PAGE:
Cold and Flu FAQ

Cold and flu FAQ: Answers to your questions  

How can I avoid getting sick?

The flu shot is the single best way to prevent the flu. You can also avoid getting and spreading viruses by:

Washing your hands often with soap and warm water
Avoiding people with colds when possible 
• Cleaning surfaces you touch with a germ-killing disinfectant
Using a tissue when you sneeze or cough 
• Not touching your nose, eyes or mouth before washing your hands. Germs can enter your body easily by these paths.

Is it the cold or flu?

Symptoms of a cold usually include a stuffy nose, sore throat and sneezing. Signs of the flu include tiredness, fever, headache, a bad cough, and major aches and pains.

What can I do to feel better?

Stay home and rest, especially while you have a fever
Stop smoking and avoid secondhand smoke, which can make cold symptoms worse
Drink plenty of fluids like water, fruit juice and clear soups
Gargle with warm salt water a few times a day to relieve a sore throat

Should I take medicine for a cold or the flu?

Medicine can't cure a cold or the flu, and antibiotics don’t work against viruses. Over-the-counter (OTC) medicine can, however, help relieve some of your cold or flu symptoms. Read labels carefully. If you have questions, talk to your physician/provider or pharmacist. The ingredients listed below are found in many cold and flu medicines:
 
Analgesics such as acetaminophen (Tylenol), ibuprofen (Advil), and naproxen (Aleve) relieve aches and pains and reduce fever.
Antitussives with the active ingredient dextromethorphan (Robitussin) may help with a cough.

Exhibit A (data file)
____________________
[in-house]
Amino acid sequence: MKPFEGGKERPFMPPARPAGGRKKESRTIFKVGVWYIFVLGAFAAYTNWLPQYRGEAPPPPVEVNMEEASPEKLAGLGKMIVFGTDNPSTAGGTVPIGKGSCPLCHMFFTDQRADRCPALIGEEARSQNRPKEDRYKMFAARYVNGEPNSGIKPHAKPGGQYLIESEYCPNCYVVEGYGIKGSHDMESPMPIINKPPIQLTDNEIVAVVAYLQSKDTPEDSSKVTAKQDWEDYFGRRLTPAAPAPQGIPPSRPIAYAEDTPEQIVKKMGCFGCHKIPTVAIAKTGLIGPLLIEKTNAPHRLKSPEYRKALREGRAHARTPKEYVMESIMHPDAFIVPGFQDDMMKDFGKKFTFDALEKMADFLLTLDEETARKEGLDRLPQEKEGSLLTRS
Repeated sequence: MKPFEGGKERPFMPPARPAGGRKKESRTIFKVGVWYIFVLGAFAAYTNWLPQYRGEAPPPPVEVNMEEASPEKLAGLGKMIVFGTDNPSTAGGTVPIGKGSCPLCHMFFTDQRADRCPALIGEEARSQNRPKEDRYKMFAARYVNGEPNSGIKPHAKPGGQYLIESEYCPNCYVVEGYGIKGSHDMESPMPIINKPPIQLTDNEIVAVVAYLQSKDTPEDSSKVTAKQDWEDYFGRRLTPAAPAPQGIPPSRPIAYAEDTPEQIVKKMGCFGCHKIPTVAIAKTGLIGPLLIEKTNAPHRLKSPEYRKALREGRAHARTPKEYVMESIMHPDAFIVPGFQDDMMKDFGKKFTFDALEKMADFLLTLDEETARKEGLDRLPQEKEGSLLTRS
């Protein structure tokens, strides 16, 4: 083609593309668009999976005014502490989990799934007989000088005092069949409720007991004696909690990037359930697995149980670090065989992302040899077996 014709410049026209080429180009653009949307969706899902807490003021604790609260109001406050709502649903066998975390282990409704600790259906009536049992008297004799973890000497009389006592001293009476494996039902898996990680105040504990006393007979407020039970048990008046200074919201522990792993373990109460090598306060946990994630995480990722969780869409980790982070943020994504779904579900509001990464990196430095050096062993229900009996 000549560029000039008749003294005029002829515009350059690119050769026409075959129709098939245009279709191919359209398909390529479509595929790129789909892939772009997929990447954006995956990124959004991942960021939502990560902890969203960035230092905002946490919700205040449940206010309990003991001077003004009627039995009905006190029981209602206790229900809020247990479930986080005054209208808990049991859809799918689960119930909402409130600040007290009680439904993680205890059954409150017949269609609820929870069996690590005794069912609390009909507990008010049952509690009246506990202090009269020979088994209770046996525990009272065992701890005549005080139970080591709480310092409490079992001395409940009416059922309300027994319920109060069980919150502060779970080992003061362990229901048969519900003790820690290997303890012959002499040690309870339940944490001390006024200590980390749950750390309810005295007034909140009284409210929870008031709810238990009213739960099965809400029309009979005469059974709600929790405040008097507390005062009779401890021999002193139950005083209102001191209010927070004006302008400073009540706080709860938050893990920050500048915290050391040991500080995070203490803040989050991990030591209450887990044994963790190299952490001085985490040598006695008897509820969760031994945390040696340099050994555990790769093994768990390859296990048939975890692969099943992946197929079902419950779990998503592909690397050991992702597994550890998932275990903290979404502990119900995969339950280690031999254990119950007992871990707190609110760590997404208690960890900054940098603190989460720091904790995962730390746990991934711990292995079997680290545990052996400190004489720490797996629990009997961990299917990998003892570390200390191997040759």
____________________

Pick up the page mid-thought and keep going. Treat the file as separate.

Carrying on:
Oral decongestants with the active ingredient phenylephrine (Sudafed PE) can reduce congestion.

Who should get a flu shot?

In general, anyone who wants to reduce his or her chances of getting the flu can get vaccinated. However, certain people who are at high risk of having serious flu complications, or people who live with or care for those at high risk for serious complications, should get vaccinated each year:

High-risk groups:

Children: 6 months to 5 years of age 
Pregnant women
People 50 years of age and older
People of any age with certain chronic medical conditions
People who live with or provide care to children less than 6 months of age (these children are too young to be vaccinated)
People who live with or care for those at high risk for serious complications
Health care workers
People who living in nursing homes and other long-term care facilities

Each year, new flu vaccines are made to protect against the types of influenza expected to cause illness that year. Contact your medical provider or Providence Medical Group to determine if you should get a flu vaccination this year.
 
If you need help finding a physician who can help diagnose and treat the flu, please call the Providence Resource Line at 503-574-6595.